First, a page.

We concluded our twelve day trip to Europe in Lisbon. Most of the two full days were spent in Alfama, the older section of Lisbon. It was fantastic, with it’s narrow, winding streets and ancient history. At one point, we wandered through Roman ruins that they were just uncovering. Amazing.
We also walked along the harbor a ways until we got to the LX Factory. A little hipster village in the middle of the city. We had one of the best meals of the trip there at 1300 Taberna. We were then blown away by the size and scope of the Museum of Modern Art. I was enthralled by the way the museum played out the timeline of modern art, from it’s roots to present day.
Great little trip.
Paris is beautiful! The light! The blue haze over everything! Wow.
Despite the cold we walked miles and miles every day to take in as much as we could. Montmartre is amazing and so inspirational. The highlight for me, of course, was seeing the Cafe des Deux Moulins, the restaurant where Amelie was filmed. (We also stumbled on the now famous grocery store also featured in the film.)
Another highlight was seeing L’Atelier des Lumières, an immersive, projector-based experience in an old warehouse. There were three shows, one featuring the work of Gustav Klimt. It was fantastic! We enjoyed sitting through each show twice and wandering around the space to see it from multiple perspectives. It reinforced in me the desire to create my own immersive experiences in a large space such as this.
In my 15 months working for OtherSide Entertainment on Underworld Ascendant, I created whole animation sets for at least 10 different characters and creatures. There were undead skeletons, lizard men, ghosts, even a massive slug. All fun stuff.
However, one of the tasks I enjoyed the most was making a static mask move as though it was speaking. I love bringing simple, inanimate objects to life. Plus, this gave me a very focused way to practice and study head movement during dialog. I found it fascinating.
With over 4 minutes of dialog to animate and a limited time frame, I knew I had to be pretty efficient. I didn’t want to just jump in and make it move around as though it was speaking. I wanted to try to get across some of the sub-text of what Cabirus was saying as well as how he was speaking.
For me, that process always starts with recording myself delivering the lines. I shot multiple takes of each phrase and then cherry-picked what I thought was the best performance, often editing clips together. Click on the image above to view reference with the finished animation.
When animating, I quickly settled on a very different approach to my usual ‘pose-to-pose’ method. Moving straightforward through the reference, I would key one transform at a pass. That means that I would start by just keying the head translation in Z – to and away from the camera. Then, separately, I keyed Z rotation (side to side tilt), Y rotation (twisting) and X (nodding).
At this point, I would stop to do a quick, overall polish pass. I would push any extremes and adjust timing to give the performance as much life as possible, without going over the top. I would also focus on making sure the nose and chin were following nice arcs. I would wait to adjust the overall timing to better match the dialog until the very end so I could more easily follow the reference.
Then, I would key the Y and X translations – up and down, side to side. These translations really helped give life to the mask and make it seem like maybe it wasn’t so disembodied after all. Finally, I would slide the keys around a bit so the movement better matched and accentuated the dialog, punch things up a bit more and remove any sort of hiccups in the movement.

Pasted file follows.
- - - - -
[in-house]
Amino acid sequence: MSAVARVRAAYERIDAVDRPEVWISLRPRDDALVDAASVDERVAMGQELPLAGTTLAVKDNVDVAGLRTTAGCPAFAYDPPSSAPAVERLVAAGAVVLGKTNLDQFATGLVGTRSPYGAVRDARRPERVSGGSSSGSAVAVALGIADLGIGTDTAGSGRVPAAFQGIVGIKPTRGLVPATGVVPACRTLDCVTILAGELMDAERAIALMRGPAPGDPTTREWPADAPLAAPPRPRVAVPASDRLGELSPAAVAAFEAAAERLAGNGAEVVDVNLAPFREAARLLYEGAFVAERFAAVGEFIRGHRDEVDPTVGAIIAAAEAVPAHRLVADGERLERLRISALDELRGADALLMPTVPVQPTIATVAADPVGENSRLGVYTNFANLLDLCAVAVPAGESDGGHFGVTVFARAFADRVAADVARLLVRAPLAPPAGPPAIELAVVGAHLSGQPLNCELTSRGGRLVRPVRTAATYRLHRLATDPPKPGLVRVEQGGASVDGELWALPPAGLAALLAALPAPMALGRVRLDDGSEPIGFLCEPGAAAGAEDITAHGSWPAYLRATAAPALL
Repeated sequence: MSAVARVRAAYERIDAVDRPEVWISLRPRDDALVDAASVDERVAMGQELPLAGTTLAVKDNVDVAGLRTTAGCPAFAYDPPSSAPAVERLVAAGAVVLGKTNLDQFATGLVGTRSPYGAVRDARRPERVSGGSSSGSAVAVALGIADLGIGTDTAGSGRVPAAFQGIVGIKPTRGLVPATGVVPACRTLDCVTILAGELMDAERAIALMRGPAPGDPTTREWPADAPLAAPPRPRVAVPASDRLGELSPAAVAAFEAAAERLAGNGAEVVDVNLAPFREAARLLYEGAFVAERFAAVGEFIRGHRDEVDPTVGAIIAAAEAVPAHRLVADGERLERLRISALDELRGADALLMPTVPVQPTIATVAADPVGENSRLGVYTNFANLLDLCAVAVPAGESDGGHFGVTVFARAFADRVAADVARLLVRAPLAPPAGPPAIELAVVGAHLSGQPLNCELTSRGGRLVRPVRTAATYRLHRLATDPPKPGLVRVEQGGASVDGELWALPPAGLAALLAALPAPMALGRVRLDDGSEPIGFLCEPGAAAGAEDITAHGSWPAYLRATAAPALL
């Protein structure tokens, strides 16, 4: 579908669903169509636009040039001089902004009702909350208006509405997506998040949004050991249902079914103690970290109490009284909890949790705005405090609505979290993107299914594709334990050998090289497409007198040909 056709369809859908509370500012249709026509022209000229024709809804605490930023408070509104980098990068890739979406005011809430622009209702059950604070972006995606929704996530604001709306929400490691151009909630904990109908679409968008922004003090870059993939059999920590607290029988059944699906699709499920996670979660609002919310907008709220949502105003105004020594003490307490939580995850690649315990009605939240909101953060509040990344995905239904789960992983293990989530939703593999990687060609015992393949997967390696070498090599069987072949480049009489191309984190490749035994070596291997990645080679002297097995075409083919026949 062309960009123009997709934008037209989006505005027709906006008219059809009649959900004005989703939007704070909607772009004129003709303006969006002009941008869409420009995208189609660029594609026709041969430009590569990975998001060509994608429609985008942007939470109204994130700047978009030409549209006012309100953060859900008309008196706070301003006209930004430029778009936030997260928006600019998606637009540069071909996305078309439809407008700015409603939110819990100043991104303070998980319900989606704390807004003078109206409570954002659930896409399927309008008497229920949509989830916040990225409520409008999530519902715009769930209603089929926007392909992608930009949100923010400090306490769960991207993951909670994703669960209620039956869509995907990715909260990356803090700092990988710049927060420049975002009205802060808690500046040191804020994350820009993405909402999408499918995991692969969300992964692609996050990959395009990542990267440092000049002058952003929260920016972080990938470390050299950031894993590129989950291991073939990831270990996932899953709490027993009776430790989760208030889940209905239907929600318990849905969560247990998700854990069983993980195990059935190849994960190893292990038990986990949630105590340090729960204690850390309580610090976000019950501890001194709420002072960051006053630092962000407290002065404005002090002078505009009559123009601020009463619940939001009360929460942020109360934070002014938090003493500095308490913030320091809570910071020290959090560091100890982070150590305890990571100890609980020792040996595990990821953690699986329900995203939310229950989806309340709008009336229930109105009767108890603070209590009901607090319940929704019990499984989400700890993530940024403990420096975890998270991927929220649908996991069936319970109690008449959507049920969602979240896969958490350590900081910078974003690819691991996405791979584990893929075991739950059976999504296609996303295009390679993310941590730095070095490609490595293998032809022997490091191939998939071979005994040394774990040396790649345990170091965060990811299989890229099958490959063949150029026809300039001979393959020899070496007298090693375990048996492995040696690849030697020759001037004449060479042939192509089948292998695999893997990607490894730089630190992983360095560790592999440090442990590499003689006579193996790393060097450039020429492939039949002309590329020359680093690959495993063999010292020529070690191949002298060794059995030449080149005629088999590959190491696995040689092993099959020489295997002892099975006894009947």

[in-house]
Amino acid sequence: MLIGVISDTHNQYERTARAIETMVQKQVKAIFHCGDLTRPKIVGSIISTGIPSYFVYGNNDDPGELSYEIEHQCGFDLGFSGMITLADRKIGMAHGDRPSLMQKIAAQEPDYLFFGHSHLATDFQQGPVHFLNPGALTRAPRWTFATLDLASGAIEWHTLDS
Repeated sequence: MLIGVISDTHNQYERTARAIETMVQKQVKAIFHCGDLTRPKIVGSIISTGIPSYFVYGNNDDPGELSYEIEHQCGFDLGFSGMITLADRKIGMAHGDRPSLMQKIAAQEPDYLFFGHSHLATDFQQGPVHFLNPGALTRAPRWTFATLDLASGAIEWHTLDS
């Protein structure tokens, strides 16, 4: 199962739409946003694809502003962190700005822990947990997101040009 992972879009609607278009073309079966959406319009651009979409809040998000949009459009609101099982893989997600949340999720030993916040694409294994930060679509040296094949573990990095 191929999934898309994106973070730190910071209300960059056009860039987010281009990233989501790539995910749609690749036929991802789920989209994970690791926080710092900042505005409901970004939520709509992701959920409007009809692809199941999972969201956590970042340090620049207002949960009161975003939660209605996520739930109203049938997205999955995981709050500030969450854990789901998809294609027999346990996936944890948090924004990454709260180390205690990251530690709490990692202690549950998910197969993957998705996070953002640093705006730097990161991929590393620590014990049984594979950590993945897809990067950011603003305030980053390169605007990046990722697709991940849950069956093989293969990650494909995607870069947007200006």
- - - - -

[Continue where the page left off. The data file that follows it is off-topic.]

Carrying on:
I found that by keying each transform individually, the masked moved more like our own heads do when we talk. Sure, the movement is all coming from a single point, but not every rotation hits extremes at the exact same time. Things are offset a bit. By focusing on each one individually, the offsets are built right in to the initial animation and I could move quickly through the set while still creating a good performance.
A seemingly simple task, but an enjoyable one and a great exercise in head movement. I can’t wait to apply this technique to a talking head that’s actually attached to something.
I had a lovely chat with Angie Noll of The Not Starving Artist Podcast. She normally interviews traditional artists, but when she talked to my wife a few weeks ago, Jacquie mentioned me and Angie thought I’d make an interesting guest. Hopefully, I don’t disappoint.
We discuss how I got started in the animation industry, how I manage to keep my career going as a freelance animator as well as what my new company, NuHalu, is doing with mixed reality and character animation.
Yesterday, I made a quick, nostalgic trip to my hometown of Lewiston, Maine. I had hoped to take plenty of photos of all the places that fill my memories, but didn’t manage to do that. I think I was just enjoying the moment too much to make an art project out of it. Anyway, here’s the best I could come up with.
I’m excited to let you know that my personal project, 1979, is now ready for production and up on Artella.com . First, is the search for an illustrator to draw all of the characters in the music video. Then it will be up to me to make the paper cutout puppets out of the drawings and then animate them. It will be a completely different challenge for me, but this is an idea that’s been burning in me for a while, so I can’t wait to finally realize it.
You can follow the process here.
The DAVE School asked me to talk about the process I go through when animating a shot. I had to dig into my backup disks, but I found enough in progress shots to piece together a progression reel. I felt I rambled a bit, as I tend to do, but Renee Dunlop managed to make sense of the whole thing.